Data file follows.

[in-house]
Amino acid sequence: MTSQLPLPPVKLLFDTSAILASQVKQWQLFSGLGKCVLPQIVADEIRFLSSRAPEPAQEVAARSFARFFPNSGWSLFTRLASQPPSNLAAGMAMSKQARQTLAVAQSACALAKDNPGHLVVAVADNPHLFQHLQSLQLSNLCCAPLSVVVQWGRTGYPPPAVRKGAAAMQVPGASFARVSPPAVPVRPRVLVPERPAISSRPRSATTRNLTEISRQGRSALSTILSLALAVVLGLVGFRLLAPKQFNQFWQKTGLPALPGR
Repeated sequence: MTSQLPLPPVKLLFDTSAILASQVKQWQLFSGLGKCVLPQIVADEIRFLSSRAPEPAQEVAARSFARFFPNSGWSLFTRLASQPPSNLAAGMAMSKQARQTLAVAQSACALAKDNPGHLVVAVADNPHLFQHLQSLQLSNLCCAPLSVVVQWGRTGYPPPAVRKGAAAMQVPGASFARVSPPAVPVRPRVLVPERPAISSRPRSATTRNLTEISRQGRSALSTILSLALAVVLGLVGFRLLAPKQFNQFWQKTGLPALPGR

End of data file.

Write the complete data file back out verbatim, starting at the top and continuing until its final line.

[in-house]
Amino acid sequence: MTSQLPLPPVKLLFDTSAILASQVKQWQLFSGLGKCVLPQIVADEIRFLSSRAPEPAQEVAARSFARFFPNSGWSLFTRLASQPPSNLAAGMAMSKQARQTLAVAQSACALAKDNPGHLVVAVADNPHLFQHLQSLQLSNLCCAPLSVVVQWGRTGYPPPAVRKGAAAMQVPGASFARVSPPAVPVRPRVLVPERPAISSRPRSATTRNLTEISRQGRSALSTILSLALAVVLGLVGFRLLAPKQFNQFWQKTGLPALPGR
Repeated sequence: MTSQLPLPPVKLLFDTSAILASQVKQWQLFSGLGKCVLPQIVADEIRFLSSRAPEPAQEVAARSFARFFPNSGWSLFTRLASQPPSNLAAGMAMSKQARQTLAVAQSACALAKDNPGHLVVAVADNPHLFQHLQSLQLSNLCCAPLSVVVQWGRTGYPPPAVRKGAAAMQVPGASFARVSPPAVPVRPRVLVPERPAISSRPRSATTRNLTEISRQGRSALSTILSLALAVVLGLVGFRLLAPKQFNQFWQKTGLPALPGR